Chemistry career sparked by the sting of capsaicin.
I became more and more enthralled by the wonders of chemistry. I remember visiting the DuPont pavilion at the New York World's Fair in 1964 and being thrilled by a Broadway-style musical entitled the "Wonderful World of Chemistry." What a great show it was. Everything in the DuPont theatre was made of some newly invented material. Doors featured alkyd resin paint and polyacetal doorknobs, the ceiling was made of polyvinyl fluoride, floors were carpeted with nylon and seats covered with polyvinyl chloride. The polyester curtain went up to reveal dancers in colourful spandex costumes, tapping their polyurethane shoes on an acrylic-glossed stage.
Next to the DuPont pavilion was a NASA display of rockets and an exhibit that featured the planned trip to the moon, including samples of the special fabrics and plastics that chemists had designed for the fledgling space program. Chemistry was flying high! Nobody took issue with DuPont's slogan of "Better Things for Better Living Through Chemistry." The word chemical was not seen to be synonymous with poison or toxin.
By the time I graduated with a chemistry degree in the 1970s, the winds of change were blowing. Chemistry went from being a heroic science that furnished us with new medicines, fibres and plastics, to one associated with napalm, Agent Orange and pollution. Rachel Carson's Silent Spring called attention to the misuse of pesticides and before long "chemical" became a dirty word, with some chemists even suggesting that when communicating with the public it be replaced by the term "substance." Somehow, "substance" was seen to be more benign than "chemical." By 1982 the image of chemistry had been so tainted that DuPont felt the need to drop the "through chemistry" phrase from its slogan. Too bad, because our understanding of the world around us really comes "through chemistry." For instance, it explains hot versus sweet paprika; the difference lies with the amount of capsaicin each contains. An interesting compound, capsaicin, when blended into a cream, is an effective pain reliever, even for the terrible pain of shingles.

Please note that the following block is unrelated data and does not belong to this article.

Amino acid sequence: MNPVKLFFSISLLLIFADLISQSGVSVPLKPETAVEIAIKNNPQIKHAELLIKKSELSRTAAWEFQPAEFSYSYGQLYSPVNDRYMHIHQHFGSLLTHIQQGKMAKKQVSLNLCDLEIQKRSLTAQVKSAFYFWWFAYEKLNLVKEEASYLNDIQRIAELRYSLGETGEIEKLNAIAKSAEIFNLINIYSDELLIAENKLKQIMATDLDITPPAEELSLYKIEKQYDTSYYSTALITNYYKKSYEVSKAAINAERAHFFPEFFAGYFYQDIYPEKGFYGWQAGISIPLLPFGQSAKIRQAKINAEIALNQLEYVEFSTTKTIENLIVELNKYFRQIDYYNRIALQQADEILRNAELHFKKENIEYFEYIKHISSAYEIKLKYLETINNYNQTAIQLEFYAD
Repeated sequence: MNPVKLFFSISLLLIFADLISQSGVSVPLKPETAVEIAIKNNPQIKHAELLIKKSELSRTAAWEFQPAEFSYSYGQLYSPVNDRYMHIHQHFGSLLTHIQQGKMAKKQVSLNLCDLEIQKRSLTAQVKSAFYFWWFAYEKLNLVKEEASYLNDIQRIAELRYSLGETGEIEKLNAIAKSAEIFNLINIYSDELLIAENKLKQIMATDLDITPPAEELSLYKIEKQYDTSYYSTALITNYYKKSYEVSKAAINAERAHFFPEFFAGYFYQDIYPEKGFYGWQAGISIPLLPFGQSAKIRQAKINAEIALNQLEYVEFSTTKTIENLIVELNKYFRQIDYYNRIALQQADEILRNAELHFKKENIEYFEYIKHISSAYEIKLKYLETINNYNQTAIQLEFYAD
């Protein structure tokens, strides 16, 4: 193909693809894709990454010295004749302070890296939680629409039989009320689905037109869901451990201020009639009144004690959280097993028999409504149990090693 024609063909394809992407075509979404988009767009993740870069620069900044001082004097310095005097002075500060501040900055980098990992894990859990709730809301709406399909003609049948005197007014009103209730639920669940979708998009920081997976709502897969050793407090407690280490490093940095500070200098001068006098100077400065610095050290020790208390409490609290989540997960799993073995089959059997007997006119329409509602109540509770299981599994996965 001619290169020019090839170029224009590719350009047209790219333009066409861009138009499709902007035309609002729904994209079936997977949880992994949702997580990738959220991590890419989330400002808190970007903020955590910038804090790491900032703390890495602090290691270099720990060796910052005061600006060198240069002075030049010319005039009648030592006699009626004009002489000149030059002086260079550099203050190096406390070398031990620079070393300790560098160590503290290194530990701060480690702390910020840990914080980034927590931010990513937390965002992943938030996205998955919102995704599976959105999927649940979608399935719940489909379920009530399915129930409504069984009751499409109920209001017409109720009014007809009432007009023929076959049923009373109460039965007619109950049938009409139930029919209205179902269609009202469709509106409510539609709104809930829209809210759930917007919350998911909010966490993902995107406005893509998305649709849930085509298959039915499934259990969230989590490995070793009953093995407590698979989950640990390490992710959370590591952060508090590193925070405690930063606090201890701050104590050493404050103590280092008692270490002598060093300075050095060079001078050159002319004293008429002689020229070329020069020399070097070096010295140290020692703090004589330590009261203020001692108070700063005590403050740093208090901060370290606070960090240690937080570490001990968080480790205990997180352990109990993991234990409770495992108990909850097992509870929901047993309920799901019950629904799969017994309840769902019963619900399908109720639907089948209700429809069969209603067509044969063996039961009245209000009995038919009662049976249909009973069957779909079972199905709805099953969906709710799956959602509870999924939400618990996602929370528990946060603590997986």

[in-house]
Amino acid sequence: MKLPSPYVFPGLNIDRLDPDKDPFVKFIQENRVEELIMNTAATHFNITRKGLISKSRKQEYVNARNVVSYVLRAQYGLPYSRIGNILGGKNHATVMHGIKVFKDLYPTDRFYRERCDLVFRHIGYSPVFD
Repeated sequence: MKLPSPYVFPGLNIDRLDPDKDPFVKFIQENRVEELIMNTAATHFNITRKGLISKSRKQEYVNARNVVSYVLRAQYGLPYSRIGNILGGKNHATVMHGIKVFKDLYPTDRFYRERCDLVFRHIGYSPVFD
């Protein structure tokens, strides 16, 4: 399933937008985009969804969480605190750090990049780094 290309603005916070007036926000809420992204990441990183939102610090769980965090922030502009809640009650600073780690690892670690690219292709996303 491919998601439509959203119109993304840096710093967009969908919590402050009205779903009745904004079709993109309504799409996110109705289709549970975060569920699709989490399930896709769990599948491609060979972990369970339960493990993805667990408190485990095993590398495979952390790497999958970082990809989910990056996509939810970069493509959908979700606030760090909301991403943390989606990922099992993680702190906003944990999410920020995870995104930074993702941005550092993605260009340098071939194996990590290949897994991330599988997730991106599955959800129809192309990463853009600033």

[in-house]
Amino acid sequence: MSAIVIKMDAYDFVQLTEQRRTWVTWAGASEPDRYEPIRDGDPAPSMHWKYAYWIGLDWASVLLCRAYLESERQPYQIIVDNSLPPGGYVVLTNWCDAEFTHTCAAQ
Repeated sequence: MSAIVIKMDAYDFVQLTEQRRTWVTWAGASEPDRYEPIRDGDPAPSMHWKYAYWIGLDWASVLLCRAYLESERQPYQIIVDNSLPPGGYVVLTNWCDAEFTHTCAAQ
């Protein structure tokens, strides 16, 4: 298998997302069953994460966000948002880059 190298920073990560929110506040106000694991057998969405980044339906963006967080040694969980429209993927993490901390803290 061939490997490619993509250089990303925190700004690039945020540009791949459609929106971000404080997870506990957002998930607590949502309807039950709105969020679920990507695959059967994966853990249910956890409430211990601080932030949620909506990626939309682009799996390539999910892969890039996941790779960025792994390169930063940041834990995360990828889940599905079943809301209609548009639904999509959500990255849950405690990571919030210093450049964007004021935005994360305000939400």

There's more. Construction workers have been known to prevent frostbite by sprinkling cayenne pepper, which also contains capsaicin, into their socks. Apparently blood rushes to the irritated skin and warms the cold extremity. A novel venture in Florida involves incorporating capsaicin into paints used on the hulls of boats. In warm water areas, encrustation with barnacles, tube worms and zebra mussels is a common problem. Antifouling paints, based on cuprous oxide, can pollute the water. However, capsaicin-laced paint is more environmentally friendly and doesn't kill marine creatures. The capsaicin just irritates them enough to encourage them to look for refuge elsewhere. Even the police have seized upon the irritant potential of capsaicin. If it can get rid of zebra mussels, might it not deter criminals? In some cities, police officers have been issued a cayenne pepper spray which, when aimed at the eyes, encourages criminals to instantly drop their weapons. Talking about burning sensation, on a visit to New Orleans I tried a hot sauce made with "Carolina Reaper." The name should have been a clue. This is the hottest pepper that exists! As I found out so many years ago, chemistry really is a hot subject.
Joe Schwarcz: is the director of McGill University's Office for Science and Society. Read his blog at www.mcgill.ca/oss.
|Printer friendly Cite/link Email Feedback|
|Publication:||Canadian Chemical News|
|Date:||Nov 1, 2016|
|Previous Article:||1972 chemistry in Canada.|
|Next Article:||From the editor.|